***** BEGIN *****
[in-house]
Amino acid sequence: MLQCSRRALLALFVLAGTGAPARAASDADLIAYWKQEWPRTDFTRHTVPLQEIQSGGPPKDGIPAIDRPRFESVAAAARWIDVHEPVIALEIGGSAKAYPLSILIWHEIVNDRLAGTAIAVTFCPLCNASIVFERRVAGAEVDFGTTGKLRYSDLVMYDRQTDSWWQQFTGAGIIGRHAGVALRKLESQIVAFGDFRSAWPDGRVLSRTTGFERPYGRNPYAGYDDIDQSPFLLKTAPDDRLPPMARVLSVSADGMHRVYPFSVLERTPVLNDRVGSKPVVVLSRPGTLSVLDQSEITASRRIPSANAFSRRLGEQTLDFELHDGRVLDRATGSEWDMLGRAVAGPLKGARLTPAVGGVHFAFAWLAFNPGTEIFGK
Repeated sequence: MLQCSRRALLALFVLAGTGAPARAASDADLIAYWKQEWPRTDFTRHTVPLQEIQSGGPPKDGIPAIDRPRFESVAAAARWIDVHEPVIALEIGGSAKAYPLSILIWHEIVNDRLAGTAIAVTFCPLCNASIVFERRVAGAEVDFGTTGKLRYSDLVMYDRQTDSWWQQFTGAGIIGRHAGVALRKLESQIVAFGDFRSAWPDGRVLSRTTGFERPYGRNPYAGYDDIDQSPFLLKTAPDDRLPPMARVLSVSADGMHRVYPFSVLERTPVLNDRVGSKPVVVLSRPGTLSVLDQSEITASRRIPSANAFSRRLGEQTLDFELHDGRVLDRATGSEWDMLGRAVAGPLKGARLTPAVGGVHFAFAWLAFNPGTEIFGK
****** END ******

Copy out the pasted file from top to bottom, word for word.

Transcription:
[in-house]
Amino acid sequence: MLQCSRRALLALFVLAGTGAPARAASDADLIAYWKQEWPRTDFTRHTVPLQEIQSGGPPKDGIPAIDRPRFESVAAAARWIDVHEPVIALEIGGSAKAYPLSILIWHEIVNDRLAGTAIAVTFCPLCNASIVFERRVAGAEVDFGTTGKLRYSDLVMYDRQTDSWWQQFTGAGIIGRHAGVALRKLESQIVAFGDFRSAWPDGRVLSRTTGFERPYGRNPYAGYDDIDQSPFLLKTAPDDRLPPMARVLSVSADGMHRVYPFSVLERTPVLNDRVGSKPVVVLSRPGTLSVLDQSEITASRRIPSANAFSRRLGEQTLDFELHDGRVLDRATGSEWDMLGRAVAGPLKGARLTPAVGGVHFAFAWLAFNPGTEIFGK
Repeated sequence: MLQCSRRALLALFVLAGTGAPARAASDADLIAYWKQEWPRTDFTRHTVPLQEIQSGGPPKDGIPAIDRPRFESVAAAARWIDVHEPVIALEIGGSAKAYPLSILIWHEIVNDRLAGTAIAVTFCPLCNASIVFERRVAGAEVDFGTTGKLRYSDLVMYDRQTDSWWQQFTGAGIIGRHAGVALRKLESQIVAFGDFRSAWPDGRVLSRTTGFERPYGRNPYAGYDDIDQSPFLLKTAPDDRLPPMARVLSVSADGMHRVYPFSVLERTPVLNDRVGSKPVVVLSRPGTLSVLDQSEITASRRIPSANAFSRRLGEQTLDFELHDGRVLDRATGSEWDMLGRAVAGPLKGARLTPAVGGVHFAFAWLAFNPGTEIFGK